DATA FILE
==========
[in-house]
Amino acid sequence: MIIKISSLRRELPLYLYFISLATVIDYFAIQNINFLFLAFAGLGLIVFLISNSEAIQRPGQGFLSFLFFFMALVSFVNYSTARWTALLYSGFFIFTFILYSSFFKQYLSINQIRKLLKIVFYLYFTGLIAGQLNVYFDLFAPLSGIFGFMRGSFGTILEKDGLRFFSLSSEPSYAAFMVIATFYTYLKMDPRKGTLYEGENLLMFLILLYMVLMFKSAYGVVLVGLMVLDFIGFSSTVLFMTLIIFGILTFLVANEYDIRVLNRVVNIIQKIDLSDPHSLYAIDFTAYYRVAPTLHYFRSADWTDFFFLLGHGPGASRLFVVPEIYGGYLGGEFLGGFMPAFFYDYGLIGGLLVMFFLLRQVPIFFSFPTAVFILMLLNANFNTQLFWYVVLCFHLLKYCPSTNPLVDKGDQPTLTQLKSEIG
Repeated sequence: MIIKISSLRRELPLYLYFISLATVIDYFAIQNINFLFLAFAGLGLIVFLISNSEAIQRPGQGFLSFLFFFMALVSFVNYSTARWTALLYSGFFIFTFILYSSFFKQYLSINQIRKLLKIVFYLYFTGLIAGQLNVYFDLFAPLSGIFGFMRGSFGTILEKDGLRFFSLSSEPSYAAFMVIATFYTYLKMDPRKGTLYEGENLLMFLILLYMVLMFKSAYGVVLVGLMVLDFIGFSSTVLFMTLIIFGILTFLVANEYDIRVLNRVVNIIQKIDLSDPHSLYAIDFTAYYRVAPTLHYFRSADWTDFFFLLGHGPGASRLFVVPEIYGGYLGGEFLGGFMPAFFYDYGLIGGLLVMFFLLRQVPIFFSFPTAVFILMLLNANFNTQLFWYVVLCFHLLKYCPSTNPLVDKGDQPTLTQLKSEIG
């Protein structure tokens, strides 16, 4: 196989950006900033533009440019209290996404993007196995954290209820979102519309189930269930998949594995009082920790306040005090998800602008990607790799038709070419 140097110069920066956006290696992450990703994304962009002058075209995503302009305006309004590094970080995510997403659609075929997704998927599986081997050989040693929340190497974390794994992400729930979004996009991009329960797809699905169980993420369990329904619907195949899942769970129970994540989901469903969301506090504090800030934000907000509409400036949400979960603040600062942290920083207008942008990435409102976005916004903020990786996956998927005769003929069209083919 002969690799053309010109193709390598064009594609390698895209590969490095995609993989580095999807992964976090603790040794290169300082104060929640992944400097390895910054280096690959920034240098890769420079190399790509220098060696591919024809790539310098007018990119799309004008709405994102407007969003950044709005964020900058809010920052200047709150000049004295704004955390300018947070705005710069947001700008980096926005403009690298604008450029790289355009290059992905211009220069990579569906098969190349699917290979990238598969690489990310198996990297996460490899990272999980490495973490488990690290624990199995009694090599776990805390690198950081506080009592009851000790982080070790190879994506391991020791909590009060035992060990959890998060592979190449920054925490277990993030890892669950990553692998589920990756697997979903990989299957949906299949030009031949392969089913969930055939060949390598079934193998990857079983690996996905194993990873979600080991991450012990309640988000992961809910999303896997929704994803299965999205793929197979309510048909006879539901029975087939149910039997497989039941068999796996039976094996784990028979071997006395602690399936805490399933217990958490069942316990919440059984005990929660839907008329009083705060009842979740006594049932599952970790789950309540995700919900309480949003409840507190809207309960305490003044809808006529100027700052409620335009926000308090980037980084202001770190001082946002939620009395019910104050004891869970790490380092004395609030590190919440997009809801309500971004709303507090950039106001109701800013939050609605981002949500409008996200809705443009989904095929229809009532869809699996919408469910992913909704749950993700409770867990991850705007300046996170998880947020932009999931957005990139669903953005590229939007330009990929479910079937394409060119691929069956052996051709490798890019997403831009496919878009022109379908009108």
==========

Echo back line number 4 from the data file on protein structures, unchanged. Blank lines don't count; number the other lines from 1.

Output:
């Protein structure tokens, strides 16, 4: 196989950006900033533009440019209290996404993007196995954290209820979102519309189930269930998949594995009082920790306040005090998800602008990607790799038709070419 140097110069920066956006290696992450990703994304962009002058075209995503302009305006309004590094970080995510997403659609075929997704998927599986081997050989040693929340190497974390794994992400729930979004996009991009329960797809699905169980993420369990329904619907195949899942769970129970994540989901469903969301506090504090800030934000907000509409400036949400979960603040600062942290920083207008942008990435409102976005916004903020990786996956998927005769003929069209083919 002969690799053309010109193709390598064009594609390698895209590969490095995609993989580095999807992964976090603790040794290169300082104060929640992944400097390895910054280096690959920034240098890769420079190399790509220098060696591919024809790539310098007018990119799309004008709405994102407007969003950044709005964020900058809010920052200047709150000049004295704004955390300018947070705005710069947001700008980096926005403009690298604008450029790289355009290059992905211009220069990579569906098969190349699917290979990238598969690489990310198996990297996460490899990272999980490495973490488990690290624990199995009694090599776990805390690198950081506080009592009851000790982080070790190879994506391991020791909590009060035992060990959890998060592979190449920054925490277990993030890892669950990553692998589920990756697997979903990989299957949906299949030009031949392969089913969930055939060949390598079934193998990857079983690996996905194993990873979600080991991450012990309640988000992961809910999303896997929704994803299965999205793929197979309510048909006879539901029975087939149910039997497989039941068999796996039976094996784990028979071997006395602690399936805490399933217990958490069942316990919440059984005990929660839907008329009083705060009842979740006594049932599952970790789950309540995700919900309480949003409840507190809207309960305490003044809808006529100027700052409620335009926000308090980037980084202001770190001082946002939620009395019910104050004891869970790490380092004395609030590190919440997009809801309500971004709303507090950039106001109701800013939050609605981002949500409008996200809705443009989904095929229809009532869809699996919408469910992913909704749950993700409770867990991850705007300046996170998880947020932009999931957005990139669903953005590229939007330009990929479910079937394409060119691929069956052996051709490798890019997403831009496919878009022109379908009108």